In the recent case of Apache UK Investments Limited v Esso Exploration and Production UK Limited [2021] EWHC 1283 (Comm), the English High Court has rendered an important decision which deals with the extent to which a former owner of an oil and gas field on the British Continental Shelf could be held responsible by the British government for downgrading of wells that were drilled after the land was sold.

In this short article, we summarize the court ruling and the legal basis on which upstream oil and gas licensees and their affiliates may be required to finance and perform the decommissioning of oil and gas facilities and pipelines. offshore in the UK. We also briefly outlined the potential consequences of the Court’s decision for industry participants.

Brief summary of the legal responsibility for decommissioning

Part IV (Abandonment of Offshore Installations) of the Petroleum Act 1998 (the “Act“) establishes the legal basis on which participants in the upstream oil and gas exploration and production industry may be required to finance and carry out the technically difficult exercise of decommissioning petroleum facilities and pipelines and offshore gas at the end of their productive life.

Section 44 of the Act defines “offshore installations” as any installation which is or has been maintained, or intends to be established, for the exploration and production of oil and gas.

The UK government has the power to issue an opinion on certain persons under section 29 of the Act (a “Section 29 Notice”) Requiring them to submit a decommissioning program to the UK government for approval, and if they fail to do so, the UK government can prepare its own program under Section 33 of the Act. Once the program is approved by the government, these persons may be required to carry out the decommissioning program under section 36 of the Act.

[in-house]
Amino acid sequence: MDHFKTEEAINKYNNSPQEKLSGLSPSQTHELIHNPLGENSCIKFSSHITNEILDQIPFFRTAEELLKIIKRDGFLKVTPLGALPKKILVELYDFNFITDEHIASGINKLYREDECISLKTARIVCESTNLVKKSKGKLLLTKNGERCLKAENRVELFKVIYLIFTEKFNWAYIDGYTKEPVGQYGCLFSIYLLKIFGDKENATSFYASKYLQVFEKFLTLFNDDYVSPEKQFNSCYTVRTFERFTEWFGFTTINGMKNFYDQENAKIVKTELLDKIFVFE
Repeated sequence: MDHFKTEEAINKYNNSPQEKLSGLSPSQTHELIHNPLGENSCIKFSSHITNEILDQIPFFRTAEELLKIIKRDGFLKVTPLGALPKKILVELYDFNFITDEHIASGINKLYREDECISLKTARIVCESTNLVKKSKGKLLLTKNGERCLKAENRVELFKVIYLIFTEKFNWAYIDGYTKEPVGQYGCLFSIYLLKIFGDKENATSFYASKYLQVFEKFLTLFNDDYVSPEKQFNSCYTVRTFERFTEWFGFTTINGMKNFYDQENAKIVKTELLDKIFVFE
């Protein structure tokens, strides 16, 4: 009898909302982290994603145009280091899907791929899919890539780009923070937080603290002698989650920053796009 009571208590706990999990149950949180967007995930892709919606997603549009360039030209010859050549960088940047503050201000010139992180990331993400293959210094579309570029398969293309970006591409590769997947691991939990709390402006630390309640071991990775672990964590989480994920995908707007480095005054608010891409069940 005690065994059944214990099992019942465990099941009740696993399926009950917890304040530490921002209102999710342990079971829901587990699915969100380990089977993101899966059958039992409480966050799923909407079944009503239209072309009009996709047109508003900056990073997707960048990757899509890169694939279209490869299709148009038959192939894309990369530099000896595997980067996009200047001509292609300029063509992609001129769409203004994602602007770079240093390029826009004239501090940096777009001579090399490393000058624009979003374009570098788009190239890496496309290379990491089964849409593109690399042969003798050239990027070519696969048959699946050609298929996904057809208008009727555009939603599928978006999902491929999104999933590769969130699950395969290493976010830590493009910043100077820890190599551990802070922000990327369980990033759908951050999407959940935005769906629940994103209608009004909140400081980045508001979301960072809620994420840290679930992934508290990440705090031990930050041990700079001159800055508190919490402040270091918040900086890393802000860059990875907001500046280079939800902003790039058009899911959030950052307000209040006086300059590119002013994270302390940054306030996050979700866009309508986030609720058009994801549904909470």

Persons who may receive a section 29 notice include current licensees, current managers (or operators) or owners of facilities or pipelines, and their associated persons (such as affiliates and operators). entities in which 50% or more of the shares are held).

Former owners (and their associates) may be required to implement decommissioning programs, including within the limits of Article 34 of the law. They can only be held responsible for the decommissioning of installations or pipelines at sea under section 34 if they belong to the category of persons to whom a notice under section 29 concerning the installations or pipelines concerned. could have been given at some point since the first Article 29 Notice regarding this facility or pipeline.

The basic rationale for public policy appears to be that former owners can be held responsible for dismantling offshore facilities or pipelines in which they had an economic interest at the time they sold their interest in the field, but they do not. should not be held responsible for facilities and pipelines put in place after they leave the field and for which they did not derive any economic benefit.

Apache vs. Esso Case summary